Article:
Field of Science

Trouble in the Ark

Does using myths to teach kids amount to religious education? From Down Under comes this story of a man who's withdrawn his kids from a school that's using the Noah's Ark myth to teach 5-year-olds about animal noises.

Mr Williams complained that his daughter, Kathleen, now 5, was asked to make the "sizeable" replica of Noah's Ark during her prep class at Gabbinbar State School, "despite the fact that Queensland Education bans prep children from taking part in religious education programs in state schools".

Mr Williams said the Ark replica was later pinned to the classroom wall, and the teacher showed his daughter a DVD "with a Genesis theme and a book about Noah's Ark".

The school denies the claim, saying the children were shown a video of Evan Almighty -- a comedy about a man who builds a replica of Noah's Ark -- and a book about the Ark as part of a unit of study on animals and the noises they make.

Now, Evan Almighty is strong on Christian propaganda. Trouble in the Ark (pictured above) seems pretty innocuous though, and seems like a good choice for teaching kids about animal noises. In a sane world, it shouldn't be a problem to use myths (Christian or other) as part of teaching kids about the world around them.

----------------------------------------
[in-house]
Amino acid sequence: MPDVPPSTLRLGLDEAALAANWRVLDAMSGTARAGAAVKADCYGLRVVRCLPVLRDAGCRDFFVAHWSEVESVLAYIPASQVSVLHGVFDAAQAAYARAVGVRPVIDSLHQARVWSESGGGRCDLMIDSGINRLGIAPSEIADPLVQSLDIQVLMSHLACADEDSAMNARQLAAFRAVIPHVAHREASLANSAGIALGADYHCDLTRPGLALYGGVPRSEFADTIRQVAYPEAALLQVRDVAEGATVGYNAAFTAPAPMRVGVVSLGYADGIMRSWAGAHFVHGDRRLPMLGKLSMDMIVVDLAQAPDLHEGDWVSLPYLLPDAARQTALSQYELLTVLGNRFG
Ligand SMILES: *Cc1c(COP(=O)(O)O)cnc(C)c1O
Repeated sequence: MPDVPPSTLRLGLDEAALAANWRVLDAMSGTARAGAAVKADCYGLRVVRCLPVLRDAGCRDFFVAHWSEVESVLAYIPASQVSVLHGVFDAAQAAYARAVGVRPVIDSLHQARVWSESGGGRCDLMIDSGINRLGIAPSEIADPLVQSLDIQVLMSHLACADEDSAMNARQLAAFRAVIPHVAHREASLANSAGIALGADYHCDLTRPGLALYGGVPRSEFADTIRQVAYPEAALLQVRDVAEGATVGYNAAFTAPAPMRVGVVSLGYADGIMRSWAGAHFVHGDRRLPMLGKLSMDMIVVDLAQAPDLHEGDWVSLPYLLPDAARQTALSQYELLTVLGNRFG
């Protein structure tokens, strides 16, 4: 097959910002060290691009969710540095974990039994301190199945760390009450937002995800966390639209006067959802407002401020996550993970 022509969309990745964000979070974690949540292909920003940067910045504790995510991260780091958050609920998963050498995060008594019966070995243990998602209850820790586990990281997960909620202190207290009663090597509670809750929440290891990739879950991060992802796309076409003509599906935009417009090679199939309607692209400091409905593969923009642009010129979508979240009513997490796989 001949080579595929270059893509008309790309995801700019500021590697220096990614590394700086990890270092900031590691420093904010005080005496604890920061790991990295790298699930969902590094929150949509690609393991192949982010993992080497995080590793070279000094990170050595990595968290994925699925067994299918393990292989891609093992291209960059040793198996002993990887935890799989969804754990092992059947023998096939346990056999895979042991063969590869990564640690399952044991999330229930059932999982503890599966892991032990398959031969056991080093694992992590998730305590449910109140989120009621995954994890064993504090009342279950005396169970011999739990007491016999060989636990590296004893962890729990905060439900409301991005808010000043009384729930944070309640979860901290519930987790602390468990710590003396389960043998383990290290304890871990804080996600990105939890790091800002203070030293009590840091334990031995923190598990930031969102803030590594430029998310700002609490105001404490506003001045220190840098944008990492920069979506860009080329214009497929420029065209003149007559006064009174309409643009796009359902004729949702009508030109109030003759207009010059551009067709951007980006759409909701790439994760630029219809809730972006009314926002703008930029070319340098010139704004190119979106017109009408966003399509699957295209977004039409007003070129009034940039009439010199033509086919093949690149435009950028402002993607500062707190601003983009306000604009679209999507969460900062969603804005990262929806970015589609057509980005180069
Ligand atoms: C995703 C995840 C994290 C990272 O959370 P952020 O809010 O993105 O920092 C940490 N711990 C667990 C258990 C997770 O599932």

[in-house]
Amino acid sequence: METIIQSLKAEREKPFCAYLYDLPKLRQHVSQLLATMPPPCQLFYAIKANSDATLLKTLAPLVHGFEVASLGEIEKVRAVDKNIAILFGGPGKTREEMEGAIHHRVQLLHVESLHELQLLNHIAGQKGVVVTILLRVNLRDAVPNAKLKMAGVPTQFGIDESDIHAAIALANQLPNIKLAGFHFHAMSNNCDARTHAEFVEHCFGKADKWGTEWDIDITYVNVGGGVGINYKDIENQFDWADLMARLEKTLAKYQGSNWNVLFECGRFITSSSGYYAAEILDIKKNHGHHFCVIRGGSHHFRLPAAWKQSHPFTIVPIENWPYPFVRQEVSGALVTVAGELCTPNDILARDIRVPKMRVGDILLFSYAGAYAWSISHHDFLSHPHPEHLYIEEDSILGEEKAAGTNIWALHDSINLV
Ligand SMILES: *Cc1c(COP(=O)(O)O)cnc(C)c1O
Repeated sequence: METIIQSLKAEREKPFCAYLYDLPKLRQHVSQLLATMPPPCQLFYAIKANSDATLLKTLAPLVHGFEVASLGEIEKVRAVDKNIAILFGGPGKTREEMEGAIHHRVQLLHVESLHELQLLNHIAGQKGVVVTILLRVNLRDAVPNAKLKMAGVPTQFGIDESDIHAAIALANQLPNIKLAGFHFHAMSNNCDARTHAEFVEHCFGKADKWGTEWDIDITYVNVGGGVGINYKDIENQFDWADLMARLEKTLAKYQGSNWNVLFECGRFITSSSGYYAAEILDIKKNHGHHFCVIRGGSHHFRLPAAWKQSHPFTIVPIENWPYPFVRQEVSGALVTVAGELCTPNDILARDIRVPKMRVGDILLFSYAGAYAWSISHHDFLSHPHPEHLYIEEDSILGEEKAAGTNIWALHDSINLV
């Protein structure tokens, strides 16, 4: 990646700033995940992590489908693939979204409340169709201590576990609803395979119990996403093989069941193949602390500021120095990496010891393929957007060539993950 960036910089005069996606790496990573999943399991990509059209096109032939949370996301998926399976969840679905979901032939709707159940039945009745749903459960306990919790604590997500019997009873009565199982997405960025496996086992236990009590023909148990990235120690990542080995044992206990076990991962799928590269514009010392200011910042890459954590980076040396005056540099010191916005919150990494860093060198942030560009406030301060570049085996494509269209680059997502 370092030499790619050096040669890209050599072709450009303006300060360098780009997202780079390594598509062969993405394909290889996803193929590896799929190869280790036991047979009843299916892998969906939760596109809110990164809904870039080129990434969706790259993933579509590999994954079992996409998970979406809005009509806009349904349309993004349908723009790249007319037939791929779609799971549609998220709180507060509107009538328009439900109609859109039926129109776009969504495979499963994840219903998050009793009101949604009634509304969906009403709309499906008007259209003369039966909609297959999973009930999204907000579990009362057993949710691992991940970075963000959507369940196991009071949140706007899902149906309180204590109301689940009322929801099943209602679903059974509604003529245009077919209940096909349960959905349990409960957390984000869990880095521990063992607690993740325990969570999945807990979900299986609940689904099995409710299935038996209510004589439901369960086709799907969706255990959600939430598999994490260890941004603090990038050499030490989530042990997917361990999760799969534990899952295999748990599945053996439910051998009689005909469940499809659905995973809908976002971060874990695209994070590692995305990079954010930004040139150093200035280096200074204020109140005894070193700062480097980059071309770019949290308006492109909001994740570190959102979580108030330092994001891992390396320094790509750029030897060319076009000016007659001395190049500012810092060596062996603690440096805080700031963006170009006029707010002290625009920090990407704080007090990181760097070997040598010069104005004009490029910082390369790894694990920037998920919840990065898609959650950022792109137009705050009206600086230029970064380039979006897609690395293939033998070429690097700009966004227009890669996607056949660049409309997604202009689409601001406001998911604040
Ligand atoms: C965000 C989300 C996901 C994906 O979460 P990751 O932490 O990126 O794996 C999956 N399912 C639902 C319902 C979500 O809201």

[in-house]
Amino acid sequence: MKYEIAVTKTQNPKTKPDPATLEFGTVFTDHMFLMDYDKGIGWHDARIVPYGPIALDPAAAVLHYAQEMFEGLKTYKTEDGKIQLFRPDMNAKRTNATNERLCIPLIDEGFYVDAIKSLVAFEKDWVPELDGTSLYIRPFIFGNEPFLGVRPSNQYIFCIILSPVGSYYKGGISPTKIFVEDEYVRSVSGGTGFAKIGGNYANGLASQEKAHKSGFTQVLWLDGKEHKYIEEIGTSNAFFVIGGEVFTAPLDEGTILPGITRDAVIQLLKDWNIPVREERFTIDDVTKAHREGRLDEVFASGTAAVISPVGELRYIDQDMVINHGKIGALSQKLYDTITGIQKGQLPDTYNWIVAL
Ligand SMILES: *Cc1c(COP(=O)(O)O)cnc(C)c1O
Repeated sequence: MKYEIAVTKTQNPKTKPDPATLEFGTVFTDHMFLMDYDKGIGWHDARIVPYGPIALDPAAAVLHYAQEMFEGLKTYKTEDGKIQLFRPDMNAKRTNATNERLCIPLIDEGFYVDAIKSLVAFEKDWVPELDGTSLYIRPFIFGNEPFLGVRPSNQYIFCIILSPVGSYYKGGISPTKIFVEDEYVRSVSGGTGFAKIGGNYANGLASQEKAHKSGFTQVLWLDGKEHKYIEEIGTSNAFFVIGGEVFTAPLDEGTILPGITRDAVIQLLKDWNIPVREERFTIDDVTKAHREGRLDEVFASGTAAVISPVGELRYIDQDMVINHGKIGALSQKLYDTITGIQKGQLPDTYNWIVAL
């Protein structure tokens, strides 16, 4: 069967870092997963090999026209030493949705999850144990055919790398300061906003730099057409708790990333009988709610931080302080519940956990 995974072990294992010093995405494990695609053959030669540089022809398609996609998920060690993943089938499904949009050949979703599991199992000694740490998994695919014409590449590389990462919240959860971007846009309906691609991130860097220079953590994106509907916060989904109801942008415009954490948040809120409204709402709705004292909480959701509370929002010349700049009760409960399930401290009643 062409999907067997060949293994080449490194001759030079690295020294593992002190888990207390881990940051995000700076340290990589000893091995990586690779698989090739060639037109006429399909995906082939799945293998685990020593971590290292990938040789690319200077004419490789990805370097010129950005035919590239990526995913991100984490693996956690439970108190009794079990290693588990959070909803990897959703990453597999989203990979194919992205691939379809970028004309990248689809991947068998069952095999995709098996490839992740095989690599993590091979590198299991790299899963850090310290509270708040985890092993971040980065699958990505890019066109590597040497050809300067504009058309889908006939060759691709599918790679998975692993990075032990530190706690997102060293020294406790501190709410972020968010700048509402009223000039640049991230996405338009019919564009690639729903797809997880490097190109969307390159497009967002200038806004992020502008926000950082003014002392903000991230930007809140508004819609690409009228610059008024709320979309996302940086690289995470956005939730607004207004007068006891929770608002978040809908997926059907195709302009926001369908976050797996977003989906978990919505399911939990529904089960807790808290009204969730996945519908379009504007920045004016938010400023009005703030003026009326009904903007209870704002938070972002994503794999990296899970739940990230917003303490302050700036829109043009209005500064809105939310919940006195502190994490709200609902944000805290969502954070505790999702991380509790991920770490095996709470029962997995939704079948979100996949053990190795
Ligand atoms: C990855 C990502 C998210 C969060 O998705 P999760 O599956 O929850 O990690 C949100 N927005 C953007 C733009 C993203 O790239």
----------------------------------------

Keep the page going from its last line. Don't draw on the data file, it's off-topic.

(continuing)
Australia, however, has gone slightly crazy under the influence of the previous government - the Liberal Party, who were in power from 1996-2007.

Mr Williams's complaint said Christian groups had been emboldened in their efforts to "spread the word" in state schools by a Howard government program, launched in October last year, to fund chaplains in state schools.

Under the $90million School Chaplaincy Program, schools can apply for up to $20,000 a year to employ a chaplain to mentor students.

An evangelical group called Scripture Union has placed 500 chaplains in Queensland state schools in the past year, including 40 per cent of primary schools and 80 per cent of high schools.

It sounds like an absolutely horrendous state of affairs, and enough to make you very sensitive to the schools use of religious themes in teaching!


  1. Tom, it is dawning on me that Chaplains whether in Universities or Primary Schools are just "Priests under cover". Should Humanists do more to 'blow the whistle' more on Chaplains activities?

  2. Well, chaplains are there to convert, of course. It's often argued that religiously motivated charities are cost effective, because they're cheaper.

    But the only reason they are prepared to do it for less is that they get something out of it that others don't. A reward in the hereafter for, among other things, prosyletisation.

    But personally I don't think blowing the whistle is necessary. The problem they face is that demand for their product is ebbing away. The task for humanists is to reduce that demand even further.


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